Crude oil inventories last week fell by 6.2 million barrels to 504.6 million barrels, the EIA reported, a day after the American Petroleum Institute estimated inventories had dropped by an unexpected 7.5 million barrels. The API report pushed oil prices up, offsetting the news of renewed Libyan oil exports from the port of Ras Lanuf and Nigeria’s plans to start ramping up its oil production.
In the week before last, oil inventories registered a 600,000-barrel draw, EIA data showed.
Expectations from analysts polled by Reuters were for an inventory build of 2.3 million barrels, while S&P Global Platts estimated stockpiles had gone up by 2.8 million barrels.
Meanwhile, however, a leak in a gasoline pipeline occurred in Alabama last week, sparking a panic in the Eastern U.S. about possible fuel shortages.
The pipeline, operated by Colonial Pipeline Co., is the main artery between the Gulf Coast refineries and the eastern states, and the largest gasoline pipeline in the country. It carries 1.3 million barrels of the fuel a day. By yesterday, the operator had completed a bypass line that allowed the resumption of deliveries.
In its latest report, the EIA said that gasoline inventories in the seven days to September 16 declined by 3.2 million barrels, after in the week before they rose by 600,000 barrels, sparking some bullish attitudes in an overall bearish environment. Still, the EIA said, both crude oil and gasoline inventories remained higher than usual for this time of year. Related: Oil Investment Crash Could Continue For Another Year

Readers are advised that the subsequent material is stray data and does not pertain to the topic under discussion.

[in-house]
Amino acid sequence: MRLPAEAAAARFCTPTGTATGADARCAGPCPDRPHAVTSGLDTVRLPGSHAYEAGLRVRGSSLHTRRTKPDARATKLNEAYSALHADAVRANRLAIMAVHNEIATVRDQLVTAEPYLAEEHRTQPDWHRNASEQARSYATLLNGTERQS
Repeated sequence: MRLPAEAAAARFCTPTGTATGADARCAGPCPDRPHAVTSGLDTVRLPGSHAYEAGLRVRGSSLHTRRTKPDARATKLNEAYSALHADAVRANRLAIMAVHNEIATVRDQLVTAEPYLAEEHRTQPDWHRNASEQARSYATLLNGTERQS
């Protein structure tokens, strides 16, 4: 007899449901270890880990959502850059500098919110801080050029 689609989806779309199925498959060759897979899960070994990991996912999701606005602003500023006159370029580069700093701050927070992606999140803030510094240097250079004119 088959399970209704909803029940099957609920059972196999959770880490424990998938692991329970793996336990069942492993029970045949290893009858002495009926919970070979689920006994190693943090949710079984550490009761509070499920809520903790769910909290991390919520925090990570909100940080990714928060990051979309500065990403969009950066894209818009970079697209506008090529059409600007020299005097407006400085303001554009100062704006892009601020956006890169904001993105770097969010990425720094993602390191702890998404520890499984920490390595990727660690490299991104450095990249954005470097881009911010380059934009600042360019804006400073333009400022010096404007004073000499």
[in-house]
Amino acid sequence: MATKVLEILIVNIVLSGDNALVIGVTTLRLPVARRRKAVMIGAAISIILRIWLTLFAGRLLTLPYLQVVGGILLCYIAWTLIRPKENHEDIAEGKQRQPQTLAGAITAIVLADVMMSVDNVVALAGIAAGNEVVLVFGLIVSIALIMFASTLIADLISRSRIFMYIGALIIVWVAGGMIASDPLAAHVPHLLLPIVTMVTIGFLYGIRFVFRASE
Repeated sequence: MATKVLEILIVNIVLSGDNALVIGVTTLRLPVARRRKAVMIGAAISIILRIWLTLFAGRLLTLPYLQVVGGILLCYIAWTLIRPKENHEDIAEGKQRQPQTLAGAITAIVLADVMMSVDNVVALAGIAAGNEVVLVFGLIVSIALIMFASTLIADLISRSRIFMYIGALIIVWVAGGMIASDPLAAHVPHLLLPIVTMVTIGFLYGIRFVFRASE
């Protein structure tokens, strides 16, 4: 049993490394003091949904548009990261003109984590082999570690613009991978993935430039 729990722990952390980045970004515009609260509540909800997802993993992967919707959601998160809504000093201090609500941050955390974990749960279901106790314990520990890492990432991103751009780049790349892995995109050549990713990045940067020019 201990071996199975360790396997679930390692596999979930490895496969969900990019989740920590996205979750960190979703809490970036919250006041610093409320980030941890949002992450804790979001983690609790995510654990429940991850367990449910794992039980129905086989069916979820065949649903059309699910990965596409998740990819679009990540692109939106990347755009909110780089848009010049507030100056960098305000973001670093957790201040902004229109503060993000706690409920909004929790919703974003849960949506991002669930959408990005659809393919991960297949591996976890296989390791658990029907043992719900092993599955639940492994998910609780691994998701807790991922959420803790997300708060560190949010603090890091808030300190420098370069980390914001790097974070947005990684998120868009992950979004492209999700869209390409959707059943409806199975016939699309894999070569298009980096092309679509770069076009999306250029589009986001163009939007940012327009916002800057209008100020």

Refineries operated at 92 percent of capacity, processing 16.6 million barrels of crude and producing 10.1 million barrels of gasoline daily, a bit more than in the previous week.
Looking forward, the EIA has announced that starting October 13, it won’t include the oil lease stocks in the U.S. in its commercial inventory weekly report, which means some 31 million barrels will be deducted from every weekly total.
At the time of writing, WTI was trading up 2.68 percent at US$45.23 per barrel, after yesterday closing up 0.32 percent at US$43.44, and Brent was up 2.2 percent at US$46.89, up from yesterday’s settlement of US$45.88.
By Irina Slav for Oilprice.com
More Top Reads From Oilprice.com:
- Did The World’s Biggest Oil Company Boost Its Reserves Artificially?
- Long Term Consequences Of The Oil Price Crash
- Frack Sand: The Unsung Hero Of The OPEC Oil War